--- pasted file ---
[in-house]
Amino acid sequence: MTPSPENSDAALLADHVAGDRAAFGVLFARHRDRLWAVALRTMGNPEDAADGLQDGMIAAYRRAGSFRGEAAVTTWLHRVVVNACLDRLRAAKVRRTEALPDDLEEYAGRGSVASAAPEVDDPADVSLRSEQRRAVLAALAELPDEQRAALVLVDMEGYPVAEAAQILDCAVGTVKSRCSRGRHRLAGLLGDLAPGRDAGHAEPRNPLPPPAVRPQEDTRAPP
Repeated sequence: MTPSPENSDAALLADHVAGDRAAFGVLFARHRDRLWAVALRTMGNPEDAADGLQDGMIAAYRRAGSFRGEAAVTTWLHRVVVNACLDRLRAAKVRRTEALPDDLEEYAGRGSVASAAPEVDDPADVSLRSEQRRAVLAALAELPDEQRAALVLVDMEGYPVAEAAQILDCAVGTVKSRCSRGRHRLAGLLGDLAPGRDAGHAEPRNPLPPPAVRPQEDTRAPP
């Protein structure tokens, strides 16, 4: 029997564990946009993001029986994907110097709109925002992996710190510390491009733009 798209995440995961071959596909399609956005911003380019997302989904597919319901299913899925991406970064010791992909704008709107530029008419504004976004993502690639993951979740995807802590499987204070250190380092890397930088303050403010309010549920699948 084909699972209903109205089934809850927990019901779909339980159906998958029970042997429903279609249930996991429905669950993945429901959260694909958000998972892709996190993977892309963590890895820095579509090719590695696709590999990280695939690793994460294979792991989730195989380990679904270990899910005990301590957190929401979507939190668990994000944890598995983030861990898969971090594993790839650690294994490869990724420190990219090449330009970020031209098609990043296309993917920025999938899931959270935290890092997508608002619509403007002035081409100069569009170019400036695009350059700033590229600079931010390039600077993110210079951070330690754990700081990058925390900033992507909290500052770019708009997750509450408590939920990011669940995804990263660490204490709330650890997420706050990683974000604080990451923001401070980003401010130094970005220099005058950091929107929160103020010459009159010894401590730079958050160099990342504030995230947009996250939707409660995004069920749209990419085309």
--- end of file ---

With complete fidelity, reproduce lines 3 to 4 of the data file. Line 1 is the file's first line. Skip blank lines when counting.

Repeated sequence: MTPSPENSDAALLADHVAGDRAAFGVLFARHRDRLWAVALRTMGNPEDAADGLQDGMIAAYRRAGSFRGEAAVTTWLHRVVVNACLDRLRAAKVRRTEALPDDLEEYAGRGSVASAAPEVDDPADVSLRSEQRRAVLAALAELPDEQRAALVLVDMEGYPVAEAAQILDCAVGTVKSRCSRGRHRLAGLLGDLAPGRDAGHAEPRNPLPPPAVRPQEDTRAPP
């Protein structure tokens, strides 16, 4: 029997564990946009993001029986994907110097709109925002992996710190510390491009733009 798209995440995961071959596909399609956005911003380019997302989904597919319901299913899925991406970064010791992909704008709107530029008419504004976004993502690639993951979740995807802590499987204070250190380092890397930088303050403010309010549920699948 084909699972209903109205089934809850927990019901779909339980159906998958029970042997429903279609249930996991429905669950993945429901959260694909958000998972892709996190993977892309963590890895820095579509090719590695696709590999990280695939690793994460294979792991989730195989380990679904270990899910005990301590957190929401979507939190668990994000944890598995983030861990898969971090594993790839650690294994490869990724420190990219090449330009970020031209098609990043296309993917920025999938899931959270935290890092997508608002619509403007002035081409100069569009170019400036695009350059700033590229600079931010390039600077993110210079951070330690754990700081990058925390900033992507909290500052770019708009997750509450408590939920990011669940995804990263660490204490709330650890997420706050990683974000604080990451923001401070980003401010130094970005220099005058950091929107929160103020010459009159010894401590730079958050160099990342504030995230947009996250939707409660995004069920749209990419085309």